Sound: Charlie Simpson managed to prove that he has what it takes to front a post hardcore band after Busted. The vocals almost always matched the album, while his guitar playing could not be knocked. I believe he was using Spear guitars, although I may be wrong. When I go to a gig, it isn't to look at headstocks the whole time. The sound was brilliant. It was loud, but not so that it became a wall of plain noise. I have complete trust in the sound man behind the Wedge's desk. The wedge is a large-ish room with a small stage and just about enough space for 400 people, so echo is rarely a problem. The Music itself filled the venue. When the bands started pouring some real emotion into their lyrics, it created a very close, very personal atmosphere. // 8
Perfomance: The audience loved them. Everyone seemed to know the words (well, everyone except me) and took part in the dancing, moshing, pogoing, whatever the hell they wanted to do. The set list was heavily taken from the 'One Day Son' album, which suited me as I hadn't purchased Grand Unification at this point. I can't remember all of the songs, but I'll comment on the ones I did:
99 - the first verse has always connected to me for some reason. And Charlie sounded as angst-ridden on stage as he did on the album.
We Apologise For Nothing - a strong fan favourite. It had everyone singing along as if it was a war cry.
One Day Son - for me this seemed slightly trance-like. I think the majority of the people were taken back by the pure amount of emotion poured into the song.
You & I - this was a bit of a let down. It seemed to be written to be the stadium sing-along song but it just didn't click.
Deathcar - awesome. Simply awesome. It was played second to last, which caused a lot of tension throughout the set. It was the 'Deathcar' tour. When Charlie stopped the band about 2 minutes in Deathcar to say "Hey, thanks for coming, every one of you. You know the next lyric, I'm not going to spell it for you. Ok, here we go". 400 people screaming "You make me f--king sick" was quite an amazing thing.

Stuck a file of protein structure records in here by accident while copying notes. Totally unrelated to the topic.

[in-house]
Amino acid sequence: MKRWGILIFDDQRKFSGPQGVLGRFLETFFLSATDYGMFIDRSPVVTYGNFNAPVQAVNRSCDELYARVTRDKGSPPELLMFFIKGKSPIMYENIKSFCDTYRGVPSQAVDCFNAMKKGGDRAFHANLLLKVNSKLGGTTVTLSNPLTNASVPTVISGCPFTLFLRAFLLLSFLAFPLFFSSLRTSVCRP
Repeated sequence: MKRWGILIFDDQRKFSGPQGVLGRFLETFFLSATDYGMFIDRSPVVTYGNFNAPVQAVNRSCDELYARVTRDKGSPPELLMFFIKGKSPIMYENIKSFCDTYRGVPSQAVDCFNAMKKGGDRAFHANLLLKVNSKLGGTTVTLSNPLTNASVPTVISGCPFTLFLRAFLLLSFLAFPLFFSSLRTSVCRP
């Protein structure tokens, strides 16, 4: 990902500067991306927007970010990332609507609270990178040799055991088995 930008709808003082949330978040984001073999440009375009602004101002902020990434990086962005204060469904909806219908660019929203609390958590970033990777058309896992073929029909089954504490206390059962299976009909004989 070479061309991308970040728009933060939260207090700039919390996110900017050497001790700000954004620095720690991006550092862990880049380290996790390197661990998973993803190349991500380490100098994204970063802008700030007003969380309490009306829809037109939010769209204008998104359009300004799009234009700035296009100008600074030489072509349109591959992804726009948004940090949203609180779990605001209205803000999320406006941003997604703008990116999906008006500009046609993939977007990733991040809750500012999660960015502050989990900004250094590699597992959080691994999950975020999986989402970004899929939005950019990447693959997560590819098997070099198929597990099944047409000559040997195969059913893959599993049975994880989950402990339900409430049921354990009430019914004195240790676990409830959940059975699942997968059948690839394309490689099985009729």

Floods - encore. The band came back onto the stage after a few minutes armed with a piano. Charlie brought it to the front of the stage, and started messing around before starting the song. It is a very strong song... but I felt it lacked the power to be used as an Encore on it's own.
Other songs which may have been played were Paint Your Target, Amethyst and Tannhauser. Mono was not played, despite almost constant requests. The thing was, they only played a 50-60 minute set. I understand that they are not a massive band, but when the support bands are given almost the same amount of stage time as the main attraction, it does leave a little to be desired. There was very little in the way of decoration. No banners, no strobes, no dancers. Just good hard rock. // 8
Overall Impression: I saw Fightstar at the Wedgewood Rooms in Portsmouth (uk) on the 22nd May, 2008. They had bought two support bands with them. First up was We Are The Ocean. I honestly believe that we should keep an eye out for this band. There brand of hardcore was reminiscent of the Gallows mixed with the texture and melody of Fightstar. The singer was a great front person, regularly exchanging banter with the crowd and occasionally trying to crowd surf. The second band shouldn't be a surprise if you know Fightstar. Yup, that's correct: Brigade. Despite being championed by Rock Sounds magazine as the best of British alternative, I found them kind of predictable. They seemed to lack passion when they played, as if they viewed this tour as a free meal ticket. Must be useful being Charlie Simpson's brother ei? While the atmosphere was both electric and violent throughout the night, I felt that it was ruined by a small handful of young teens Who didn't seem to understand that the venue wasn't a showcase for their poor variety of 'moshing'. Seriously guys, you didn't look tough. You only irritated the people behind you Who wanted to see the show. Despite this, I would happily cough up the 12.50 to see them again if they came to town. There were a few unforgettable moments, that's for sure. One was after the first support bands set, where every wash basin or toilet was occupied by someone spitting blood. A little worrying? yes. Unforgettable? Definitely. // 8